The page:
These 12 startups are working to make medical care more affordable and efficient -- a change that could save billions of dollars and save lives.

Thursday, January 5, 2012

FBI crackdown on unproven stem cell therapies - health - 05 January 2012 - New Scientist

They are the modern equivalent of snake oil merchants: clinics that charge desperately ill people thousands for unproven stem cell "cures". Now the US federal government is cracking down on one of the most notorious – and the defendants include a scientist at a leading research university.

Vincent Dammai, of the Medical University of South Carolina in Charleston, is named in a federal indictment as part of a team that allegedly received more than $1.5 million from people with cancer and neurodegenerative diseases.

The charges follow an investigation by CBS News into Lawrence Stowe of Fort Worth, Texas.

Stowe was filmed claiming that infusions of stem cells, given by his associate Francisco Morales at a clinic in Mexico, could reverse symptoms of amyotrophic lateral sclerosis – a fatal and incurable form of motor neuron disease.

Dammai's role, according to the indictment, was to extract stem cells from umbilical cord blood collected by Jesus Alberto Ramon, a midwife in Del Rio, Texas. Dammai and Ramon allegedly worked with Global Laboratories of Scottsdale, Arizona, which supplied the cells to Morales. Fredda Branyon, who ran Global Laboratories, pleaded guilty to supplying an unapproved treatment in August.

The case underlines concerns that some mainstream researchers could be abetting clinics offering unproven stem cell therapies. "I'm personally very happy that the FBI and the Food and Drug Administration has stepped in," says Larry Goldstein, a stem cell biologist at the University of California, San Diego. "I hope that it serves as a warning signal."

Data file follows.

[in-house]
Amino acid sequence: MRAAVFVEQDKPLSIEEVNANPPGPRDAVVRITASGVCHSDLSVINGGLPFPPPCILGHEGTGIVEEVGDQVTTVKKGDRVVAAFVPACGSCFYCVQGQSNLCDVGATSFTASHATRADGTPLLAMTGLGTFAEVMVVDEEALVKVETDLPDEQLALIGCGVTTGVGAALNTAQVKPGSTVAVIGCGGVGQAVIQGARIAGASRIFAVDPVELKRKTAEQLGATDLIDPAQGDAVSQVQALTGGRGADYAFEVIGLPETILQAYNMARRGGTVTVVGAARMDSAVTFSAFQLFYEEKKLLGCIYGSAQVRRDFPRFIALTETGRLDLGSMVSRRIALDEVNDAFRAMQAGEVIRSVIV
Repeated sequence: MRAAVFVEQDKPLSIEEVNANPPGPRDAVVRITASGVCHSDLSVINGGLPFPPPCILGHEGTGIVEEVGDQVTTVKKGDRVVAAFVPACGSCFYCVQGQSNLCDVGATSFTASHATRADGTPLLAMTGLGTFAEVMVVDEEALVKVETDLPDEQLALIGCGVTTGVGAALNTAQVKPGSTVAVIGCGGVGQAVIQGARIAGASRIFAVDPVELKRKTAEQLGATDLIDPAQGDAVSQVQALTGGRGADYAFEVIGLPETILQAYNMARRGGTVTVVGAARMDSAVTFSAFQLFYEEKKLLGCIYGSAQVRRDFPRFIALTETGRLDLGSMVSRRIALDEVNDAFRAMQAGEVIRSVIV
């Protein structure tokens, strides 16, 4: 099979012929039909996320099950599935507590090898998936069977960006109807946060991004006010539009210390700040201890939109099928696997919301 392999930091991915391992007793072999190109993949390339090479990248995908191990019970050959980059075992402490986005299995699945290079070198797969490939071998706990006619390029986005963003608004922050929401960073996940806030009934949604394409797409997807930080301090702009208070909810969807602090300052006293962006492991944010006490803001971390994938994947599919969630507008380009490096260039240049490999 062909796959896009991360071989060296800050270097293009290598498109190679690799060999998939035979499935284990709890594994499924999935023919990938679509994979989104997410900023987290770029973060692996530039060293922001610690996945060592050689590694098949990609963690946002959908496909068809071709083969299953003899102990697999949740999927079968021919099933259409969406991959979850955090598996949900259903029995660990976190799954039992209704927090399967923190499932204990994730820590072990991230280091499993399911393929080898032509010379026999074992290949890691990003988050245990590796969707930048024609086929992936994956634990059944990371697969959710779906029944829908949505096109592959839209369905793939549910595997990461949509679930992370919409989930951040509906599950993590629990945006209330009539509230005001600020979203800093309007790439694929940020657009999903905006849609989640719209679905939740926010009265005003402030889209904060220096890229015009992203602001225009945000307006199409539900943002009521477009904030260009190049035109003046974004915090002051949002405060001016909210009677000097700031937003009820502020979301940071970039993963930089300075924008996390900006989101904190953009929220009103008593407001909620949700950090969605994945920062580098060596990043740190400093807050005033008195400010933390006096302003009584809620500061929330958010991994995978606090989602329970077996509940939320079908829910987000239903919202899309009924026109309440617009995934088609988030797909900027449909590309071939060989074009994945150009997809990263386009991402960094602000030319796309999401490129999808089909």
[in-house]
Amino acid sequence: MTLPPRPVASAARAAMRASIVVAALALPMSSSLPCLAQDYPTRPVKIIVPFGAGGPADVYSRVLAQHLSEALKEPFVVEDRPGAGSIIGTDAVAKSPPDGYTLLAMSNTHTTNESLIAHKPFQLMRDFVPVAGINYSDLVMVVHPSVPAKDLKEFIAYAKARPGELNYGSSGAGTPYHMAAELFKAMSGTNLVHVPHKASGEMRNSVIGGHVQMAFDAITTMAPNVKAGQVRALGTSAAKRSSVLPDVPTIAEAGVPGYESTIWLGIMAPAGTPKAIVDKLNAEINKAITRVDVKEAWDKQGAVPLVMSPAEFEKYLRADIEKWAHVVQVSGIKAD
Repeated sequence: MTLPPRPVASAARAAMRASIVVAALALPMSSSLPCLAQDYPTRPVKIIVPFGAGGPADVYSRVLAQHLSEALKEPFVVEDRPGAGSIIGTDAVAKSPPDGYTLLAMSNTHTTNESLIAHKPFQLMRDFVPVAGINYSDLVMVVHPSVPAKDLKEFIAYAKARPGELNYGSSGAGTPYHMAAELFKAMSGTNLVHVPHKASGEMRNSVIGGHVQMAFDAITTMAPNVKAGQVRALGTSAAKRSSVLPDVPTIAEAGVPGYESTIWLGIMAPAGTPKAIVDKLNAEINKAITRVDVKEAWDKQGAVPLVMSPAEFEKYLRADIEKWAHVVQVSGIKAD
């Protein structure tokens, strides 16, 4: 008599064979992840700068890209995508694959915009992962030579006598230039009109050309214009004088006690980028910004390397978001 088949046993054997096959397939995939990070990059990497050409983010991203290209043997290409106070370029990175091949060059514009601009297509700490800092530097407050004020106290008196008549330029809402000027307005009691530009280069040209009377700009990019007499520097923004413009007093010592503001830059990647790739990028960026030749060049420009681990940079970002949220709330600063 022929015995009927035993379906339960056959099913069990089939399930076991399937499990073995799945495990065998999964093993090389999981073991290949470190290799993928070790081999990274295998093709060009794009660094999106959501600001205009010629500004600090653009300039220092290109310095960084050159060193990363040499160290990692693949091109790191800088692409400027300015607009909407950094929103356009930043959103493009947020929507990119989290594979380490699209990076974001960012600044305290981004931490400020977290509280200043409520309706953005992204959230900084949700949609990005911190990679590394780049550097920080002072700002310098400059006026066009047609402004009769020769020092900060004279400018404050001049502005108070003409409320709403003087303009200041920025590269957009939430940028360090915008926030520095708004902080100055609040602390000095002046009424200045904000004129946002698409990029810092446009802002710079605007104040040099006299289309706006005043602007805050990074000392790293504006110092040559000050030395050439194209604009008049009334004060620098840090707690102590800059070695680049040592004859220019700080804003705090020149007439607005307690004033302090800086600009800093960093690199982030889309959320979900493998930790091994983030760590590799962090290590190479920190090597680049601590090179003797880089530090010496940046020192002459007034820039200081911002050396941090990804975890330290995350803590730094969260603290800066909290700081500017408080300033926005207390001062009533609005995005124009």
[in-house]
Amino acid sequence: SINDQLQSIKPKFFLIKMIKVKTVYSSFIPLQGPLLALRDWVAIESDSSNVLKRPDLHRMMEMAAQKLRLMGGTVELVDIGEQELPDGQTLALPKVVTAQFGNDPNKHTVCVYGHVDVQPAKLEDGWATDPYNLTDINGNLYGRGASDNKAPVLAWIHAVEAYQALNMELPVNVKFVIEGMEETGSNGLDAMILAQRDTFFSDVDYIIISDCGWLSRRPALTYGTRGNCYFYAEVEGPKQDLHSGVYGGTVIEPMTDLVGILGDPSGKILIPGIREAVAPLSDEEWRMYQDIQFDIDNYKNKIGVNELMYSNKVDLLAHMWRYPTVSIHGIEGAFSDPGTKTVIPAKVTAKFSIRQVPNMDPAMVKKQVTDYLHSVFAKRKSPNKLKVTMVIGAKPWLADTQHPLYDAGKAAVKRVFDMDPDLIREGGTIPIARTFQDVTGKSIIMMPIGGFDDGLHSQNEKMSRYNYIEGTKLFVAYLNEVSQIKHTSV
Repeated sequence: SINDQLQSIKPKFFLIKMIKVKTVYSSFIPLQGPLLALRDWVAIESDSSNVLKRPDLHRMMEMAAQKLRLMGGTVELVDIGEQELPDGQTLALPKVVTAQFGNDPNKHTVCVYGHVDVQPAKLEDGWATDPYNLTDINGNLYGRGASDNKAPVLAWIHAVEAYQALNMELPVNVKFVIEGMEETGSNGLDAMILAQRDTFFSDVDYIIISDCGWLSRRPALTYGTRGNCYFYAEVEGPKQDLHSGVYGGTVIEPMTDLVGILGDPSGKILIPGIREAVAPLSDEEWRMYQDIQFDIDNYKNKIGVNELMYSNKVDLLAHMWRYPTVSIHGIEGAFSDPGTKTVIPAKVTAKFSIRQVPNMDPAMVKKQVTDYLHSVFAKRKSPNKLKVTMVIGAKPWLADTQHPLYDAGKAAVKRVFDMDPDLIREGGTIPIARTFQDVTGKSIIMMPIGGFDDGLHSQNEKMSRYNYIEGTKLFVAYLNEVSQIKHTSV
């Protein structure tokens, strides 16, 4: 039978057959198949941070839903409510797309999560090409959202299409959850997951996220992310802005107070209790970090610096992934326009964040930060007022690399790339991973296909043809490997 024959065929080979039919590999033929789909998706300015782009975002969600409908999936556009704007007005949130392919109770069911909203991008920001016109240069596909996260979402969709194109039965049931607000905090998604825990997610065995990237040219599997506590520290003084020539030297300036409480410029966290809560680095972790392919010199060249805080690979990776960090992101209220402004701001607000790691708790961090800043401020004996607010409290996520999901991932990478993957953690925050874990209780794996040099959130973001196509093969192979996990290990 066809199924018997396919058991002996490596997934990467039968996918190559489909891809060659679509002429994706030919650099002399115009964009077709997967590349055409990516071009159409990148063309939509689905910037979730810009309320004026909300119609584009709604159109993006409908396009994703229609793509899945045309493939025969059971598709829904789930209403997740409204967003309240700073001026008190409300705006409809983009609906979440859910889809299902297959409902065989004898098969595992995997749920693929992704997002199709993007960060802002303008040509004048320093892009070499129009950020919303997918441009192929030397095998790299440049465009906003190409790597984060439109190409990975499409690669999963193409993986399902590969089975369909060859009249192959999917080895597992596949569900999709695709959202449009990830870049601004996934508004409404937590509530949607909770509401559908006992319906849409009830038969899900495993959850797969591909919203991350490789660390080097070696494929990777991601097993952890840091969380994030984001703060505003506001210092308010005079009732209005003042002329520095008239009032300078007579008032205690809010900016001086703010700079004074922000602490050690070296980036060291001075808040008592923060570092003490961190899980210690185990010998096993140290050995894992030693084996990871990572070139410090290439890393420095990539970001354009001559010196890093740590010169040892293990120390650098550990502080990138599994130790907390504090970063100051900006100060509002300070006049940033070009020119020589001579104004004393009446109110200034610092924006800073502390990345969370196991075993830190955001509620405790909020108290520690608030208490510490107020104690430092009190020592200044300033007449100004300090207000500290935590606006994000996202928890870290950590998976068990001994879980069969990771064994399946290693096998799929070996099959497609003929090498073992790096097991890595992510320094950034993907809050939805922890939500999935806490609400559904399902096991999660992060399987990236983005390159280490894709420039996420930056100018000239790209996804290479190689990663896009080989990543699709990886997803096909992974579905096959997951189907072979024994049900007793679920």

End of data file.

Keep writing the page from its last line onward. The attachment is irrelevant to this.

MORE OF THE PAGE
Morales, Dammai and Ramon, all named in the indictment, were arrested in December. Stowe, named i

While Dammai is alleged to have been a knowing participant, other scientists may have been duped into supplying cells that are later used by rogue clinics. To avoid this, biologists should ask for credentials when responding to requests for stem cell samples, argued bioethicists Zubin Master of the University of Alberta in Edmonton, Canada, and David Resnik of the National Institute of Environmental Health Sciences in Research Triangle Park, North Carolina, in the journal EMBO Reports last July (vol 12, p 992). They should also make recipients sign contracts detailing how the cells will be used, the pair added.

Internet searches reveal several hundred clinics offering unproven stem cell treatments, says Douglas Sipp of the RIKEN Center for Developmental Biology in Kobe, Japan. How many, if any, have obtained cells from mainstream biologists remains a mystery. "By nature these clinics are opaque and secretive," says Sipp. "We really don't know what's in the vials."

How Yoga Can Wreck Your Body -

On a cold Saturday in early 2009, Glenn Black, a yoga teacher of nearly four decades, whose devoted clientele includes a number of celebrities and prominent gurus, was giving a master class at Sankalpah Yoga in Manhattan. Black is, in many ways, a classic yogi: he studied in Pune, India, at the institute founded by the legendary B. K. S. Iyengar, and spent years in solitude and meditation. He now lives in Rhinebeck, N.Y., and often teaches at the nearby Omega Institute, a New Age emporium spread over nearly 200 acres of woods and gardens. He is known for his rigor and his down-to-earth style. But this was not why I sought him out: Black, I'd been told, was the person to speak with if you wanted to know not about the virtues of yoga but rather about the damage it could do. Many of his regular clients came to him for bodywork or rehabilitation following yoga injuries. This was the situation I found myself in. In my 30s, I had somehow managed to rupture a disk in my lower back and found I could prevent bouts of pain with a selection of yoga postures and abdominal exercises. Then, in 2007, while doing the extended-side-angle pose, a posture hailed as a cure for many diseases, my back gave way. With it went my belief, naïve in retrospect, that yoga was a source only of healing and never harm.